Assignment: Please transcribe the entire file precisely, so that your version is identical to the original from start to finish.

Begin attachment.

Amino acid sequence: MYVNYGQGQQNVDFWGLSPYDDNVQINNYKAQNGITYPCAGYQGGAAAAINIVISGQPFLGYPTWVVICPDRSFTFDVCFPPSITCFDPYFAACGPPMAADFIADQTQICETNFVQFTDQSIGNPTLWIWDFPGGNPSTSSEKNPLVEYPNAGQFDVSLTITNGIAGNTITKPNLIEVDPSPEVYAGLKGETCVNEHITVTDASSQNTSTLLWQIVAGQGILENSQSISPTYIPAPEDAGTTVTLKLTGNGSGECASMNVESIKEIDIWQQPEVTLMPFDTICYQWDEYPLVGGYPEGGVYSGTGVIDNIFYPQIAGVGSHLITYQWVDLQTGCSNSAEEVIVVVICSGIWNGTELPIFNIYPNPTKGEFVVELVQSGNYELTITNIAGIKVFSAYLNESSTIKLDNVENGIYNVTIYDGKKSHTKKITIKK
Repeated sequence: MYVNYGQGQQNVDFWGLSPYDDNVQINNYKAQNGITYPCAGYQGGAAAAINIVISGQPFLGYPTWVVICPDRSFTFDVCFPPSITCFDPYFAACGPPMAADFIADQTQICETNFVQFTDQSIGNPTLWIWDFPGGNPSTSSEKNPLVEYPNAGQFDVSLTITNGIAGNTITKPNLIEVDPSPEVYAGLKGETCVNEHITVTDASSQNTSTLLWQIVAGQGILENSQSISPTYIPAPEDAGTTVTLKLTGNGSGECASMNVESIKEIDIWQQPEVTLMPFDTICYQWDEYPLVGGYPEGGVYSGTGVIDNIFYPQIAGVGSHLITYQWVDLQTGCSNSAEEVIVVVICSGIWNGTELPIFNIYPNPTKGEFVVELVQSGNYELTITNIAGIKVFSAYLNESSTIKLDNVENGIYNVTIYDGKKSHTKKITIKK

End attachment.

Amino acid sequence: MYVNYGQGQQNVDFWGLSPYDDNVQINNYKAQNGITYPCAGYQGGAAAAINIVISGQPFLGYPTWVVICPDRSFTFDVCFPPSITCFDPYFAACGPPMAADFIADQTQICETNFVQFTDQSIGNPTLWIWDFPGGNPSTSSEKNPLVEYPNAGQFDVSLTITNGIAGNTITKPNLIEVDPSPEVYAGLKGETCVNEHITVTDASSQNTSTLLWQIVAGQGILENSQSISPTYIPAPEDAGTTVTLKLTGNGSGECASMNVESIKEIDIWQQPEVTLMPFDTICYQWDEYPLVGGYPEGGVYSGTGVIDNIFYPQIAGVGSHLITYQWVDLQTGCSNSAEEVIVVVICSGIWNGTELPIFNIYPNPTKGEFVVELVQSGNYELTITNIAGIKVFSAYLNESSTIKLDNVENGIYNVTIYDGKKSHTKKITIKK
Repeated sequence: MYVNYGQGQQNVDFWGLSPYDDNVQINNYKAQNGITYPCAGYQGGAAAAINIVISGQPFLGYPTWVVICPDRSFTFDVCFPPSITCFDPYFAACGPPMAADFIADQTQICETNFVQFTDQSIGNPTLWIWDFPGGNPSTSSEKNPLVEYPNAGQFDVSLTITNGIAGNTITKPNLIEVDPSPEVYAGLKGETCVNEHITVTDASSQNTSTLLWQIVAGQGILENSQSISPTYIPAPEDAGTTVTLKLTGNGSGECASMNVESIKEIDIWQQPEVTLMPFDTICYQWDEYPLVGGYPEGGVYSGTGVIDNIFYPQIAGVGSHLITYQWVDLQTGCSNSAEEVIVVVICSGIWNGTELPIFNIYPNPTKGEFVVELVQSGNYELTITNIAGIKVFSAYLNESSTIKLDNVENGIYNVTIYDGKKSHTKKITIKK